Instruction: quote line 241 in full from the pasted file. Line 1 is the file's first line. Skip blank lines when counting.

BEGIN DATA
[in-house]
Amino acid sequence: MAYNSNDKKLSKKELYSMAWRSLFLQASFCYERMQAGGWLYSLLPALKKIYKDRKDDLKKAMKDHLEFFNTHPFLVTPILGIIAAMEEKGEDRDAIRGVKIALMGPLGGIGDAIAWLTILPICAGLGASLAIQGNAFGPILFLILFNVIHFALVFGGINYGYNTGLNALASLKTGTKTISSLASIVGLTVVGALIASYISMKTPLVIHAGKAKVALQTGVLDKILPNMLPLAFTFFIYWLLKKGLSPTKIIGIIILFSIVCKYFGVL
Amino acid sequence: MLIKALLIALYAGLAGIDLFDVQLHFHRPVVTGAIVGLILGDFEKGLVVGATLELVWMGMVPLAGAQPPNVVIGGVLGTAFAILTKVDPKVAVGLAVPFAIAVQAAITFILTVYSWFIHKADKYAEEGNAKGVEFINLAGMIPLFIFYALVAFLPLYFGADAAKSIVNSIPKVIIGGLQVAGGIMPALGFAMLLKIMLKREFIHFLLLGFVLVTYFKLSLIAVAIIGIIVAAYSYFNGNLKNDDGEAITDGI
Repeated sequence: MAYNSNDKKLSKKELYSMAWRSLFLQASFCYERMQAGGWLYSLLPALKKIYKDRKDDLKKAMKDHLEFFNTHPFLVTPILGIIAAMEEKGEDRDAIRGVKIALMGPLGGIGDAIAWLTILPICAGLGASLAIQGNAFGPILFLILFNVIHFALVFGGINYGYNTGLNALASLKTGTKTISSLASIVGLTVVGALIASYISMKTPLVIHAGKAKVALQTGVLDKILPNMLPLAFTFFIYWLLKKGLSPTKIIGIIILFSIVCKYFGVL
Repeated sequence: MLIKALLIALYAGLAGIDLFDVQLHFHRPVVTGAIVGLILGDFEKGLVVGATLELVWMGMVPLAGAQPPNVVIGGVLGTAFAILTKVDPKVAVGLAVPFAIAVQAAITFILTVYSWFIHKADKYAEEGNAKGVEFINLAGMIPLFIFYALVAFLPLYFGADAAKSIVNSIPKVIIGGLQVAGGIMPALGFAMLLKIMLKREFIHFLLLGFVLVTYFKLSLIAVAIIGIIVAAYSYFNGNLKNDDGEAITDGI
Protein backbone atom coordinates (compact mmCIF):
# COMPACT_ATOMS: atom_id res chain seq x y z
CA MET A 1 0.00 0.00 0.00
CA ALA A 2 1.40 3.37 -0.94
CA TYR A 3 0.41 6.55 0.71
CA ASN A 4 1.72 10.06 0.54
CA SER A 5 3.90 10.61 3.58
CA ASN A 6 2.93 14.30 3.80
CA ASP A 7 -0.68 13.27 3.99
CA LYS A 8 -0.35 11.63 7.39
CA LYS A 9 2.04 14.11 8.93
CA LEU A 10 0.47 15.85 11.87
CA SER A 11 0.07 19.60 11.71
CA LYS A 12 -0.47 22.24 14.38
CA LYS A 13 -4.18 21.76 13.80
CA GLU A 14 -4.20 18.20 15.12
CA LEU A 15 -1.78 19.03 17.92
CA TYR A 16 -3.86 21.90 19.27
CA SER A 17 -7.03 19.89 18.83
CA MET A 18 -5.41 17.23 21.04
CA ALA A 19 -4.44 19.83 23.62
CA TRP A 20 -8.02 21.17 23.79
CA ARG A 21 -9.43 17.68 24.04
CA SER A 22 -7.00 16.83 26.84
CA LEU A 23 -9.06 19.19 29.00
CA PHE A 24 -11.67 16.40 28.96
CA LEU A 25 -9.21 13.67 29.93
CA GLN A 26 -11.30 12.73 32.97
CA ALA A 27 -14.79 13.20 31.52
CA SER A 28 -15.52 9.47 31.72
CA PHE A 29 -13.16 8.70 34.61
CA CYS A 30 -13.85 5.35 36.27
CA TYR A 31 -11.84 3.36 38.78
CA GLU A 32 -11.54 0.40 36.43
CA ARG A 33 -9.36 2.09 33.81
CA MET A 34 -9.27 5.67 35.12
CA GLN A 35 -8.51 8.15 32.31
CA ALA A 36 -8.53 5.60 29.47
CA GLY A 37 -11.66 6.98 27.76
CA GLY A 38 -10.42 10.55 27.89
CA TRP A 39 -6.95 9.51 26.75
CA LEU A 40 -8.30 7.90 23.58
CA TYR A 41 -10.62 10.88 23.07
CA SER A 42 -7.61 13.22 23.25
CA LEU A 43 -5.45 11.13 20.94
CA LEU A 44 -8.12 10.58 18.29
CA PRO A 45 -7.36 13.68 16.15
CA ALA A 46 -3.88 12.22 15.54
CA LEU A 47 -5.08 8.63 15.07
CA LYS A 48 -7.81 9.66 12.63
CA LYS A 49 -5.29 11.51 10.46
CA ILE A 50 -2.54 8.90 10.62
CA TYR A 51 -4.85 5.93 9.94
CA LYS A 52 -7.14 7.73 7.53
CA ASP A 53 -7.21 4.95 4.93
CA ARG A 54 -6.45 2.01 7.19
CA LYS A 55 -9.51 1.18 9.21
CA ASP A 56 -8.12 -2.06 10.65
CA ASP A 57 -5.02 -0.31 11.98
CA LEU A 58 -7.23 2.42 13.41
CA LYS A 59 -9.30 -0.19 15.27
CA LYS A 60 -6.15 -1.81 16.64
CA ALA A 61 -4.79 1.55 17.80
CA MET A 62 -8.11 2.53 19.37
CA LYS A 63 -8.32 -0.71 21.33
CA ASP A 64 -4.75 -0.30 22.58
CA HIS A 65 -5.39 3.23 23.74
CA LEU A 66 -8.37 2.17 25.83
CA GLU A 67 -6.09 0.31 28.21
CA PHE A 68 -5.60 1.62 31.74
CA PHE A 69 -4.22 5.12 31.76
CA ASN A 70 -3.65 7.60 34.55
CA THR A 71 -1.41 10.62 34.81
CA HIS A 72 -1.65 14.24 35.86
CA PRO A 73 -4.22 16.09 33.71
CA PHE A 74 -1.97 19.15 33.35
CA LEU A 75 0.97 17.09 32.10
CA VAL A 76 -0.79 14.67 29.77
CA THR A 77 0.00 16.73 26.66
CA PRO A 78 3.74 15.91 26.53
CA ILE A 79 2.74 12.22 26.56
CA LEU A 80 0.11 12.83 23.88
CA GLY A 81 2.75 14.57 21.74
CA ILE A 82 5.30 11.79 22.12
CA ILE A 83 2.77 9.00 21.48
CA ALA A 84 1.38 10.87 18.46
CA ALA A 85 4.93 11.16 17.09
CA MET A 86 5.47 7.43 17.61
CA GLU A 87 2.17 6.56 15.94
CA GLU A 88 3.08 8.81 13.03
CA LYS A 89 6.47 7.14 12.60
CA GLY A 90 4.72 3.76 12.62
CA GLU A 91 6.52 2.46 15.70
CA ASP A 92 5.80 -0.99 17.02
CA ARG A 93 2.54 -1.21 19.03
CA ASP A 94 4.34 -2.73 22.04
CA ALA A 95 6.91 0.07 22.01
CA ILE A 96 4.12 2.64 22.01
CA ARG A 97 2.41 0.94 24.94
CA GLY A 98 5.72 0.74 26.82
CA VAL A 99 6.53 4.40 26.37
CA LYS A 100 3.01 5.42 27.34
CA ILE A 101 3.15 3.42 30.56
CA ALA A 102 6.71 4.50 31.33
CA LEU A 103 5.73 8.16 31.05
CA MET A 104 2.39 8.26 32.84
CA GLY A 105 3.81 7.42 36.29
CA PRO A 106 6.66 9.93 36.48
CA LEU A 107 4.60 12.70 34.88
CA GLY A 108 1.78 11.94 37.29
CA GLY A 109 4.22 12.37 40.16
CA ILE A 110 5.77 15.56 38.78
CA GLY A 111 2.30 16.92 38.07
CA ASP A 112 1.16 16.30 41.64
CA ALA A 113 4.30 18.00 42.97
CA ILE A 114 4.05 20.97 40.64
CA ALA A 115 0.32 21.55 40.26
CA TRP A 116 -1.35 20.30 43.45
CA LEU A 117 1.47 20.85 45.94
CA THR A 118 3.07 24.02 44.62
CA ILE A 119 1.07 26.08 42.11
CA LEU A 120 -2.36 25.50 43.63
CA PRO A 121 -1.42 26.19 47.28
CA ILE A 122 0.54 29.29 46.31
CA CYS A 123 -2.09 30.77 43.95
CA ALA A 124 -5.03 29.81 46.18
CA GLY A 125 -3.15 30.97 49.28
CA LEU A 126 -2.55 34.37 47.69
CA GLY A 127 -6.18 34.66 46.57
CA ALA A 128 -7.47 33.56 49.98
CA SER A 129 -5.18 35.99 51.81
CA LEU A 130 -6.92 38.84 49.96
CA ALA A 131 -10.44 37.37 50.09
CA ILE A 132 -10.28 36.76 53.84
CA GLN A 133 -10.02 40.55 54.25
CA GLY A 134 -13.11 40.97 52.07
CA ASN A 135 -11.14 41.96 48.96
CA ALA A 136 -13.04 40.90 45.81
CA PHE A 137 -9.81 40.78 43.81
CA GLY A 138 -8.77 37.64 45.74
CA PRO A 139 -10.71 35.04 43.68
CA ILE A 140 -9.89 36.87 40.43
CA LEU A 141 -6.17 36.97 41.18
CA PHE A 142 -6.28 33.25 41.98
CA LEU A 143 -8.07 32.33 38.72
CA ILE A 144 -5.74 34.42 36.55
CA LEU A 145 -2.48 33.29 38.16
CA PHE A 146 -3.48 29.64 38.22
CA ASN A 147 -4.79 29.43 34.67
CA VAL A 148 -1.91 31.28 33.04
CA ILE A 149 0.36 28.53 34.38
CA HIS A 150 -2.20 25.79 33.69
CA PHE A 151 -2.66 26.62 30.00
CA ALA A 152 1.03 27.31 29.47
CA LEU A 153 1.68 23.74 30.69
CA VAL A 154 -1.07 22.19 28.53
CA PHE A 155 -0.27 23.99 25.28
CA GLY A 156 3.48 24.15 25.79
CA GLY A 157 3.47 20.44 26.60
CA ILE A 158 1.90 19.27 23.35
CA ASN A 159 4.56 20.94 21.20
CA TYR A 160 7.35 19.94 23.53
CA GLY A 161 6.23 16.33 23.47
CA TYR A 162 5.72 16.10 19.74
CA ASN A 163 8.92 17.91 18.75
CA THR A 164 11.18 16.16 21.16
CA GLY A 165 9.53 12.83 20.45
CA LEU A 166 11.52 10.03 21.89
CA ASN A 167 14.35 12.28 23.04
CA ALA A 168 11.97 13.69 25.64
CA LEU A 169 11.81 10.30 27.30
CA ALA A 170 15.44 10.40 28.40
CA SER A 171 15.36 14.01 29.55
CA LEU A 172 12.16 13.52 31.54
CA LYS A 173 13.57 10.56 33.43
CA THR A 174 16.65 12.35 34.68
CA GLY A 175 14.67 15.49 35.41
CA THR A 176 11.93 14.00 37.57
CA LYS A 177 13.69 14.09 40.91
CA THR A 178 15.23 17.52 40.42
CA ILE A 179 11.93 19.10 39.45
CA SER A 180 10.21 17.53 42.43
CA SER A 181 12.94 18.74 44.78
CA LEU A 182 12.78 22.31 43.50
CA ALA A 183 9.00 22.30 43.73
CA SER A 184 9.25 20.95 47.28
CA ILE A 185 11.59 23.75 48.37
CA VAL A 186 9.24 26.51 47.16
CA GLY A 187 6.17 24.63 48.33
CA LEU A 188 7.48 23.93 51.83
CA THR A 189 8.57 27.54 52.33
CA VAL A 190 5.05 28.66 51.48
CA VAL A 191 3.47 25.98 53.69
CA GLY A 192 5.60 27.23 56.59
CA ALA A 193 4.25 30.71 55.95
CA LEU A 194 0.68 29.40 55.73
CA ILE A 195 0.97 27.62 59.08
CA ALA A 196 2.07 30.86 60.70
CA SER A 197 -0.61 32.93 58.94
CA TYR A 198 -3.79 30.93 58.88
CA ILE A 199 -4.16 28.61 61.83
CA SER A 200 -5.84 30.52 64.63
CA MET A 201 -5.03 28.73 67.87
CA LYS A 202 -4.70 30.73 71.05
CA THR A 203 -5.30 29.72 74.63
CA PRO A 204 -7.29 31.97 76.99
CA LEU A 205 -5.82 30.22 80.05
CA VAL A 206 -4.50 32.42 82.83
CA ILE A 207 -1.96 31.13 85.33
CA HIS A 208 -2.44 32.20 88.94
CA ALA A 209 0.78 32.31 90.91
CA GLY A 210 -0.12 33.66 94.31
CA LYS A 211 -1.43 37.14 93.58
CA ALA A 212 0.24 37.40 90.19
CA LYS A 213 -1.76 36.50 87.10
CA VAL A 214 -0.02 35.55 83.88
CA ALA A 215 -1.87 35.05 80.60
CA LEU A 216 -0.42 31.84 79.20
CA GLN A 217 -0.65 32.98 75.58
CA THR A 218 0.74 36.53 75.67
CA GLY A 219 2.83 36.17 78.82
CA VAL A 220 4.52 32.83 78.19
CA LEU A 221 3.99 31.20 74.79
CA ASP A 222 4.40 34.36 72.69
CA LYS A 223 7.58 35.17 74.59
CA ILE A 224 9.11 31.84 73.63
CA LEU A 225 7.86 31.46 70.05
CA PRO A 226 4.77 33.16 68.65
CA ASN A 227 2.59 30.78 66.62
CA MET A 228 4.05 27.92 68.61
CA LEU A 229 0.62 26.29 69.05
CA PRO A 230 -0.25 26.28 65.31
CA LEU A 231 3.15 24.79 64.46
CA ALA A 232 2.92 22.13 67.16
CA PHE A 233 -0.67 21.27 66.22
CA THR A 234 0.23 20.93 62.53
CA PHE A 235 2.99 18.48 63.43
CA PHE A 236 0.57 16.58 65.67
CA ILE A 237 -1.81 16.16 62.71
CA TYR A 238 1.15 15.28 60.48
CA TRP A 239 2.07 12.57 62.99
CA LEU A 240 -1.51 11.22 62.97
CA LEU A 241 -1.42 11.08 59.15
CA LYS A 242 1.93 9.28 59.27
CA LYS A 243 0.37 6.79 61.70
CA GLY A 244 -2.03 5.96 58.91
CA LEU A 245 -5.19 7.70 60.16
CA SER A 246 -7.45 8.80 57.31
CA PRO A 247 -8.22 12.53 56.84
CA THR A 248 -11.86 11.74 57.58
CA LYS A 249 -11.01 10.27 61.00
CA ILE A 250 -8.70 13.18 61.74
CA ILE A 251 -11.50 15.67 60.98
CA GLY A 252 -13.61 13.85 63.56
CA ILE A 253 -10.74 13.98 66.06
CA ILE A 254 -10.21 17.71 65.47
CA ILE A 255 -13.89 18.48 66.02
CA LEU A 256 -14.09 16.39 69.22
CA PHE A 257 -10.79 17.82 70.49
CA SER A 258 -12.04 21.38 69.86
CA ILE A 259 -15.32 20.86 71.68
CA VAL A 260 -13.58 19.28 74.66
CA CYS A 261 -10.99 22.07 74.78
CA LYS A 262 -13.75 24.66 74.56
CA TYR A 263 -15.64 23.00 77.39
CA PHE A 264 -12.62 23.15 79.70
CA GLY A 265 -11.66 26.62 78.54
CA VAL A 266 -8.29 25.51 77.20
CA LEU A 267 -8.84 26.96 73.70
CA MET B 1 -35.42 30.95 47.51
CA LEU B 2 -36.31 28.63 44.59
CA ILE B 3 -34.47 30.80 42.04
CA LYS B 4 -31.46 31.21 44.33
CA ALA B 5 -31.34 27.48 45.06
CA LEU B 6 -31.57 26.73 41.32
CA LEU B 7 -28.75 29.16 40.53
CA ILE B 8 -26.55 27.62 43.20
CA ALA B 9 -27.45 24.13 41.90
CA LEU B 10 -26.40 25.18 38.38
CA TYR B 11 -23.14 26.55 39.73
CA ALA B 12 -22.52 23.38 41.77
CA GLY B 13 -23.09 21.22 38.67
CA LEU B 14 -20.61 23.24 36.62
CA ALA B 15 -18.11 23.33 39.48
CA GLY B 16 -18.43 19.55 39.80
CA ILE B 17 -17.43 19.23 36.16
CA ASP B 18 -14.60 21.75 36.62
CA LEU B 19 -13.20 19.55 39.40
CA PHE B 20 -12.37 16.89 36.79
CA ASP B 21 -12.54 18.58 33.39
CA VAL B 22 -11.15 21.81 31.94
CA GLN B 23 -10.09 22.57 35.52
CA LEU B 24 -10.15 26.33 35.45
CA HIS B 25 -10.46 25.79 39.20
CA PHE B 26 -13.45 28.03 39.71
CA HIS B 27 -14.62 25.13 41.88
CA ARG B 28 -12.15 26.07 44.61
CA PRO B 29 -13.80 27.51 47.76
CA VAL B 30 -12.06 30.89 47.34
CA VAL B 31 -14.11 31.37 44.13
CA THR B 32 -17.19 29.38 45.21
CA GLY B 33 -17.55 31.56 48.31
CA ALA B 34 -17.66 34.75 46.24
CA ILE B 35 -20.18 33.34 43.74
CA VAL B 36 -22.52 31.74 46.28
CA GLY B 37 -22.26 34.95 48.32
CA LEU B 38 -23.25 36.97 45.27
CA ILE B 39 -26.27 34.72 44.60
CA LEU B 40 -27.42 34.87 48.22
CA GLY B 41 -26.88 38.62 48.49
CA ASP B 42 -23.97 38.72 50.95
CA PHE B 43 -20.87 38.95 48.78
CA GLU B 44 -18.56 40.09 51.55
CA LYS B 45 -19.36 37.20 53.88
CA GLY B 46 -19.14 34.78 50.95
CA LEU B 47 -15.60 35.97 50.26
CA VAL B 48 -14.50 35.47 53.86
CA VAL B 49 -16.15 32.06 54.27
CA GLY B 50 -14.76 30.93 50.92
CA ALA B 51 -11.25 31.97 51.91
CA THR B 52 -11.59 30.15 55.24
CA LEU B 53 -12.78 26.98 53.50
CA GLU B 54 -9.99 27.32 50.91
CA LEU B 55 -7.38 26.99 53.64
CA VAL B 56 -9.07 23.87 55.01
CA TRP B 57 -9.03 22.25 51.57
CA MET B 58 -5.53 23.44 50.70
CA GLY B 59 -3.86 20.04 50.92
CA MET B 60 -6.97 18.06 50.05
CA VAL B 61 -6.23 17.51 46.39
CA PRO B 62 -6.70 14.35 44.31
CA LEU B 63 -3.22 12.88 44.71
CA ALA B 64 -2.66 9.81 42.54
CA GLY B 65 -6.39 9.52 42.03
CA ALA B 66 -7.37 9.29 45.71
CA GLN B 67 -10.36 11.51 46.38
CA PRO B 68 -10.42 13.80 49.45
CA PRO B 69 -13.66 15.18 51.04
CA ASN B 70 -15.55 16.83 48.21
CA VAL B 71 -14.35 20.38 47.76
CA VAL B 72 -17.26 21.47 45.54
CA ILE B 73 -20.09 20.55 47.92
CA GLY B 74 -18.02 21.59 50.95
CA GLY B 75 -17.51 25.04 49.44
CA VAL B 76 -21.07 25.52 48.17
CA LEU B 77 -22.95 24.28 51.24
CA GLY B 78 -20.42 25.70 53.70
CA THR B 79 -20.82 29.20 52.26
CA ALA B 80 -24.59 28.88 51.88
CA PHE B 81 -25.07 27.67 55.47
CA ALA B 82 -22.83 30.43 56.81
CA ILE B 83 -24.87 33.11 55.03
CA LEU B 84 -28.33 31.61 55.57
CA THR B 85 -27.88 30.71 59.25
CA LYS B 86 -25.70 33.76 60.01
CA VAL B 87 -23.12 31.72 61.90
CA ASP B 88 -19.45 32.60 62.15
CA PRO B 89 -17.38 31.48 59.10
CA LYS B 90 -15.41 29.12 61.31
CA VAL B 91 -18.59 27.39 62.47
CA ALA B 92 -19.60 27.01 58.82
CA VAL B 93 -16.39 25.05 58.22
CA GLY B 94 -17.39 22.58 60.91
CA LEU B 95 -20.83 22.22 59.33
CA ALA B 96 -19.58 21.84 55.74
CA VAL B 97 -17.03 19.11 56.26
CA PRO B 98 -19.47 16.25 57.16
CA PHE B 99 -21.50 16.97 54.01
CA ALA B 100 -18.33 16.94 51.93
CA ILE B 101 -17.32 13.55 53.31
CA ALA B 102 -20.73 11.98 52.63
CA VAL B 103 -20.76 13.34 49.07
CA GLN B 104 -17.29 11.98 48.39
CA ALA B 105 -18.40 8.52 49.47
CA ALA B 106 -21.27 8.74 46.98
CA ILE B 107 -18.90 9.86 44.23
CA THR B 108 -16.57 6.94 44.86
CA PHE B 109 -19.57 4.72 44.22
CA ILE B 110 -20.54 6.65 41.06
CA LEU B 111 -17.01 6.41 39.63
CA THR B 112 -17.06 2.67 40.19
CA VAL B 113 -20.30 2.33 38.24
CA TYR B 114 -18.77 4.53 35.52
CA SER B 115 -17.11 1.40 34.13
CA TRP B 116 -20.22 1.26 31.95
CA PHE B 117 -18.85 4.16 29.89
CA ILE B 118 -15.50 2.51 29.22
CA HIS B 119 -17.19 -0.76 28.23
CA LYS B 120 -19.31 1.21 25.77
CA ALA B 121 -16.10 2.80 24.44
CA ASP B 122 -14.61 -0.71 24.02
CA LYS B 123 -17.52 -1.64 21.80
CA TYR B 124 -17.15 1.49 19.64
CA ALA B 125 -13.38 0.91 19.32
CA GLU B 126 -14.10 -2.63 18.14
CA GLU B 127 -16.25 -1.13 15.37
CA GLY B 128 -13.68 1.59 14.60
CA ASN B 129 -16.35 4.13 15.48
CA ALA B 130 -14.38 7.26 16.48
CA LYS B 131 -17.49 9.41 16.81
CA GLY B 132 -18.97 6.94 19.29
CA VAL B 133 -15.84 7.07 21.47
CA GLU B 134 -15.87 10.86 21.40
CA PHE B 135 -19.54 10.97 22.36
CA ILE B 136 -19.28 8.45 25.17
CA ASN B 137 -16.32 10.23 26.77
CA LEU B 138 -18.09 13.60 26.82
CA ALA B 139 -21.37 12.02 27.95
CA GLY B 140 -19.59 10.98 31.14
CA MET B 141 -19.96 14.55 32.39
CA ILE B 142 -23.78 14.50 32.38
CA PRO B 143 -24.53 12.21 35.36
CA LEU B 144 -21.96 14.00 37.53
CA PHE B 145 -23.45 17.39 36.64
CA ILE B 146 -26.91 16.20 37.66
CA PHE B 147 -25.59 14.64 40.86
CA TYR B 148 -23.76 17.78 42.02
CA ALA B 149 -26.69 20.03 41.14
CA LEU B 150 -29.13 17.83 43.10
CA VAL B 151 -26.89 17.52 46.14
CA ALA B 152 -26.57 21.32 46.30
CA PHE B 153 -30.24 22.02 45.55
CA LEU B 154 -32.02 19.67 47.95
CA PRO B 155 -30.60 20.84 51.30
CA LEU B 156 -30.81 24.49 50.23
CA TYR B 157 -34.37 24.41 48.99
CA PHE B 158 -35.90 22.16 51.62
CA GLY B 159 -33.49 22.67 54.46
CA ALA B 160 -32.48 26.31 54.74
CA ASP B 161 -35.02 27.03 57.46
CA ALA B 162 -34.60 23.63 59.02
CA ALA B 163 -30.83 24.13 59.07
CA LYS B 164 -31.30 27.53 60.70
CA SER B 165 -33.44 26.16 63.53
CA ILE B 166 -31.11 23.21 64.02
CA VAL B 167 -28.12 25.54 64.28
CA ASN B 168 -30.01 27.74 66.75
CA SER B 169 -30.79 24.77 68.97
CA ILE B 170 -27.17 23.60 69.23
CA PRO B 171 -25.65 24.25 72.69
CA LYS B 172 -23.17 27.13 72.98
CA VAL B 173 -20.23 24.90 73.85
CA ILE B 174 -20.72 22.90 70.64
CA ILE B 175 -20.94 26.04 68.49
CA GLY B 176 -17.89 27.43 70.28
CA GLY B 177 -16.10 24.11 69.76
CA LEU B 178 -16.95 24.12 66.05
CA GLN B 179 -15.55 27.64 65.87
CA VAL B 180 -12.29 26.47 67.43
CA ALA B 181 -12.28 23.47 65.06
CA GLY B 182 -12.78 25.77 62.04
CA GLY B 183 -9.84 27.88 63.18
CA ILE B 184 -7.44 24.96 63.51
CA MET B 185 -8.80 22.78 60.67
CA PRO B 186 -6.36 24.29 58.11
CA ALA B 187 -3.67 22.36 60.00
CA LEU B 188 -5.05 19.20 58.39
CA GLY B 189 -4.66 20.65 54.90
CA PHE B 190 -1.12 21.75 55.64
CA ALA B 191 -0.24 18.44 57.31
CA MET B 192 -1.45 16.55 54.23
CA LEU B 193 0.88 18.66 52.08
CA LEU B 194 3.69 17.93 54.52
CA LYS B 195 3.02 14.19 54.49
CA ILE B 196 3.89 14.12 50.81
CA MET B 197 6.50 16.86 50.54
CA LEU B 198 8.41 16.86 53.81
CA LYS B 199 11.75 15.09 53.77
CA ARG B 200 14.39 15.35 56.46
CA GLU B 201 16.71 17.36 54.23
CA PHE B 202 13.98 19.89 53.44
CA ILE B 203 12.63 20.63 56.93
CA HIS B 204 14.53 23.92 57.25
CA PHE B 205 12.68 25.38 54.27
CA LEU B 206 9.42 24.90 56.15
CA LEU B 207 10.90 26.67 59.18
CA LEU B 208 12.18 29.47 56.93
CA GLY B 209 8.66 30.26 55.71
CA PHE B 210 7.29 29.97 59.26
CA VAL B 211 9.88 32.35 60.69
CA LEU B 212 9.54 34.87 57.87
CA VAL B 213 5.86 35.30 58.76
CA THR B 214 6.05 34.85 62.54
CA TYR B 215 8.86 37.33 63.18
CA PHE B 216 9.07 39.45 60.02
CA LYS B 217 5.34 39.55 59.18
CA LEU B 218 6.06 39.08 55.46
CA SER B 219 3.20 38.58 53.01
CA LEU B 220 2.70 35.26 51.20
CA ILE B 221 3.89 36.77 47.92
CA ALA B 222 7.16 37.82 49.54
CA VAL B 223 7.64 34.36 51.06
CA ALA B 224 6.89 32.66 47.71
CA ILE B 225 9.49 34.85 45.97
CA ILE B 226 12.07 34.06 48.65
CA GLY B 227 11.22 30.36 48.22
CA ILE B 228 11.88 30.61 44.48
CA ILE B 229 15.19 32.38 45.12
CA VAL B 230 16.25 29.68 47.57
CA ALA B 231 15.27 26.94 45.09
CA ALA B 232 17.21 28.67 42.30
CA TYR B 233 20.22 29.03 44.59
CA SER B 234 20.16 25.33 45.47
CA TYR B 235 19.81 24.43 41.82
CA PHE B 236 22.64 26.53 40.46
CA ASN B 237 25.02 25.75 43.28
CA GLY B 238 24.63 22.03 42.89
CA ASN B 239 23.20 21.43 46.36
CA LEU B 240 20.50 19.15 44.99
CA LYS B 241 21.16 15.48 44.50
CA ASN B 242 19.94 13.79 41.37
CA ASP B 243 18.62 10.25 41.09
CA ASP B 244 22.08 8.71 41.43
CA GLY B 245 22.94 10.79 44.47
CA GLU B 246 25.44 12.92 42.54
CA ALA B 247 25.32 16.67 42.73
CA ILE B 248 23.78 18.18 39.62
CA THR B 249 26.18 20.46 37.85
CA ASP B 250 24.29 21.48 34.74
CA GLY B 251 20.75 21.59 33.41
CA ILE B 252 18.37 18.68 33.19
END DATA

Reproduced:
CA THR A 234 0.23 20.93 62.53